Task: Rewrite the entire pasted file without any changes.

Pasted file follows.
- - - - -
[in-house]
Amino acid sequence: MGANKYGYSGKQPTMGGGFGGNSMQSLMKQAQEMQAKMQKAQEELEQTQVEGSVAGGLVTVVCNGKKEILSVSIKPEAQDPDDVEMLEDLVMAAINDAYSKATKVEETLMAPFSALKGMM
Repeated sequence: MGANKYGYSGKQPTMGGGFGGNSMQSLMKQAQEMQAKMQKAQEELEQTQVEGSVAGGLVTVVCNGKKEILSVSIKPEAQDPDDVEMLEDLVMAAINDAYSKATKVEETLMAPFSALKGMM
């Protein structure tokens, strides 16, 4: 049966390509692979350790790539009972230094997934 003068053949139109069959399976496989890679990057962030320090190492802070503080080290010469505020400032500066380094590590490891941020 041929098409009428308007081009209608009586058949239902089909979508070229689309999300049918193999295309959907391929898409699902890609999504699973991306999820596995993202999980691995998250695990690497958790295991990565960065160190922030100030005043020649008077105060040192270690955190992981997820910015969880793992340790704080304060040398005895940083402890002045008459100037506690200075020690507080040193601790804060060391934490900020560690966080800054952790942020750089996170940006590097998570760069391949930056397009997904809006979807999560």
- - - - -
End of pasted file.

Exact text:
[in-house]
Amino acid sequence: MGANKYGYSGKQPTMGGGFGGNSMQSLMKQAQEMQAKMQKAQEELEQTQVEGSVAGGLVTVVCNGKKEILSVSIKPEAQDPDDVEMLEDLVMAAINDAYSKATKVEETLMAPFSALKGMM
Repeated sequence: MGANKYGYSGKQPTMGGGFGGNSMQSLMKQAQEMQAKMQKAQEELEQTQVEGSVAGGLVTVVCNGKKEILSVSIKPEAQDPDDVEMLEDLVMAAINDAYSKATKVEETLMAPFSALKGMM
């Protein structure tokens, strides 16, 4: 049966390509692979350790790539009972230094997934 003068053949139109069959399976496989890679990057962030320090190492802070503080080290010469505020400032500066380094590590490891941020 041929098409009428308007081009209608009586058949239902089909979508070229689309999300049918193999295309959907391929898409699902890609999504699973991306999820596995993202999980691995998250695990690497958790295991990565960065160190922030100030005043020649008077105060040192270690955190992981997820910015969880793992340790704080304060040398005895940083402890002045008459100037506690200075020690507080040193601790804060060391934490900020560690966080800054952790942020750089996170940006590097998570760069391949930056397009997904809006979807999560």